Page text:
Regulations, Guidelines and Circulars

11 Feb 2020

06 Mar 2019

MH 53:34/13

1.   The Screening Test Review Committee (STRC), under the Academy of Medicine Singapore (AMS), reviews and makes recommendations on the appropriate use of specific screening tests based on prevailing scientific evidence. The STRC Guidelines 2019, updated from the previous version in 2011, has been published on the AMS website.

2.   Under the guidelines, screening tests have been classified into three categories to guide medical professionals who provide screening for their patients.

   (i)   Category 1 - Suitable for population-level screening (i.e. Good and robust evidence that the test is both clinically effective and cost effective for screening of the general population).

   (ii)   Category 2 - Suitable for individual-level decision (i.e. Screening may be useful for high-risk populations, or there is evidence that the test is clinically effective but cost-effective has not been evaluated or that is not favourable).

   (iii)   Category 3 - Not recommended (i.e. There is insufficient evidence to make a decision regarding the usefulness of the test, or there is good evidence that the test is not cost-effective, or that the net harms outweighs the benefits).

The list of recommended Category 1 and 2 tests can be found in Annex A and B.

3.   The Ministry of Health (MOH) has also introduced changes to population-level screening recommendations in Singapore based on a review of local and international evidence, and the endorsement of relevant professional bodies, including the STRC. The changes are as follows:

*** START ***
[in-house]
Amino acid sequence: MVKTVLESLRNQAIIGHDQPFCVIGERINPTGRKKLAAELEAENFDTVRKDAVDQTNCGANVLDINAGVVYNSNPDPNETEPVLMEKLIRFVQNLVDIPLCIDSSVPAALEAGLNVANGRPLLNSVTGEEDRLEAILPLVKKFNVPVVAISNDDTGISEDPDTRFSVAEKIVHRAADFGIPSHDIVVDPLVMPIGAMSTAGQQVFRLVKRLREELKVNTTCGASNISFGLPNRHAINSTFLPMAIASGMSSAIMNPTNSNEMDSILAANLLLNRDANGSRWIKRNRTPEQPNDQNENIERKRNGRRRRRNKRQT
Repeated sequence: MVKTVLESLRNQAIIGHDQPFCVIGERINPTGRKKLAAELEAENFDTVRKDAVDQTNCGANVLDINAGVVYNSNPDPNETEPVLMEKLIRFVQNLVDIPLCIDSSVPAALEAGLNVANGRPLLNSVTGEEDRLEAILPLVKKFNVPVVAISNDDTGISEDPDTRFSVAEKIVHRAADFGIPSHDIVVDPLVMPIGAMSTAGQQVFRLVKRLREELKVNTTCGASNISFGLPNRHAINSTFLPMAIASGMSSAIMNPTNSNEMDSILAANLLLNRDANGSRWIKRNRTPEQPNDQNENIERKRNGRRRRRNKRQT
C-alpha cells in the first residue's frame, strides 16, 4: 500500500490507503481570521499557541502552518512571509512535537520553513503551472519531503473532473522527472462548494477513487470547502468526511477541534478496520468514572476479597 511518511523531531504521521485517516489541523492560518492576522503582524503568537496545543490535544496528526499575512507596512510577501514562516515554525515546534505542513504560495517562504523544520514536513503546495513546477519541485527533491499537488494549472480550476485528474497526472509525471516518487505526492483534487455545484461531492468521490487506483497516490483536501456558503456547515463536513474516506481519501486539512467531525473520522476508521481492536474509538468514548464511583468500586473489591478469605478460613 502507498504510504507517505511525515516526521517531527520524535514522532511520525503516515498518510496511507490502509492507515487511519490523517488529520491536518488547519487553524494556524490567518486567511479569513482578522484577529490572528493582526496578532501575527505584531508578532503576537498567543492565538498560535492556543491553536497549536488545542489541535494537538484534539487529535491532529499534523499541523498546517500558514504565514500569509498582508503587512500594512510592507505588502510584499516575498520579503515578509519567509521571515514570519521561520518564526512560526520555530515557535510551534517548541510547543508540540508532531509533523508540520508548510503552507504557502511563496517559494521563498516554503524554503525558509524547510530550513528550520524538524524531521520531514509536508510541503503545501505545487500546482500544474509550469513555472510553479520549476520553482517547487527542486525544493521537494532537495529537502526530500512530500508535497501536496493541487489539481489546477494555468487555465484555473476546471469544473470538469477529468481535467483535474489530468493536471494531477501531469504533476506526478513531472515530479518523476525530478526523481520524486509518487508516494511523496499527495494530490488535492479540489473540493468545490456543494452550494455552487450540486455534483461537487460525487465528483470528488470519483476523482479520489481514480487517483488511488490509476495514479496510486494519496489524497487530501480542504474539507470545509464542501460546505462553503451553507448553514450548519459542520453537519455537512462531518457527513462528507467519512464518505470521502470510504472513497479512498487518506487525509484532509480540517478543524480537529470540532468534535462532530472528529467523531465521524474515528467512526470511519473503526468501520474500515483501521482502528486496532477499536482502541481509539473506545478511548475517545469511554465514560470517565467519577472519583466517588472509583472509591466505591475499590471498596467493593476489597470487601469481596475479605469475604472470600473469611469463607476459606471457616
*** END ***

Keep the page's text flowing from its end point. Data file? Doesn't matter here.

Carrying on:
(i)   Use of HbA1c as an alternative screening test for diabetes mellitus (in addition to Fasting Plasma Glucose, which remains one of the recommended tests) (See Annex C for details).

   (ii)   Use of non-fasting lipid profile as an alternative initial screening test for lipid disorders (in addition to fasting lipid profile, which remains one of the recommended tests) (See Annex D for details).

   (iii)   Use of Human Papillomavirus (HPV) test as the new primary screening test (instead of Pap smear) for cervical cancer, for women aged 30 years and above (See Annex E for details).

The alternate screening tests for diabetes mellitus and lipid disorders could facilitate opportunistic screening. The new HPV test for cervical cancer screening has better sensitivity and reduces frequency of screening for women aged 30 years and above.

4.   Recommendations reflected in this circular are effective immediately. However, under the Screen for Life (SFL) Programme, subsidies for the above mentioned tests will only be available from 7 May 2019 onwards. For Community Health Assist Scheme (CHAS) General Practitioners (GP), you will also receive a separate circular which will provide more details on the corresponding operational changes to the SFL programme, in view of the revised population-level screening recommendations as detailed in para 2.

5.   Please email MOH_INFO@moh.gov.sg should you require further clarifications.

Thank you.


A/PROF BENJAMIN ONG
DIRECTOR OF MEDICAL SERVICES
MINISTRY OF HEALTH

Annex A: LIST OF CATEGORY 1 SCREENING TESTS
Annex B: LIST OF CATEGORY 2 SCREENING TESTS
Annex C: USE OF HBA1C AS AN ALTERNATIVE INITIAL SCREENING TEST FOR DIABETES MELLITUS
Annex D: USE OF NON-FASTING LIPID PROFILE AS AN ALTERNATIVE INITIAL SCREENING TEST FOR LIPID DISORDERS
Annex E: USE OF HUMAN PAPILLOMAVIRUS (HPV) TEST AS THE PRIMARY SCREENING TEST INSTEAD OF PAP SMEAR FOR WOMEN AGED 30 YEARS AND ABOVE




The full document (together with Annex A,B,C,D,E) can be downloaded below:
Download [.PDF, 211KB]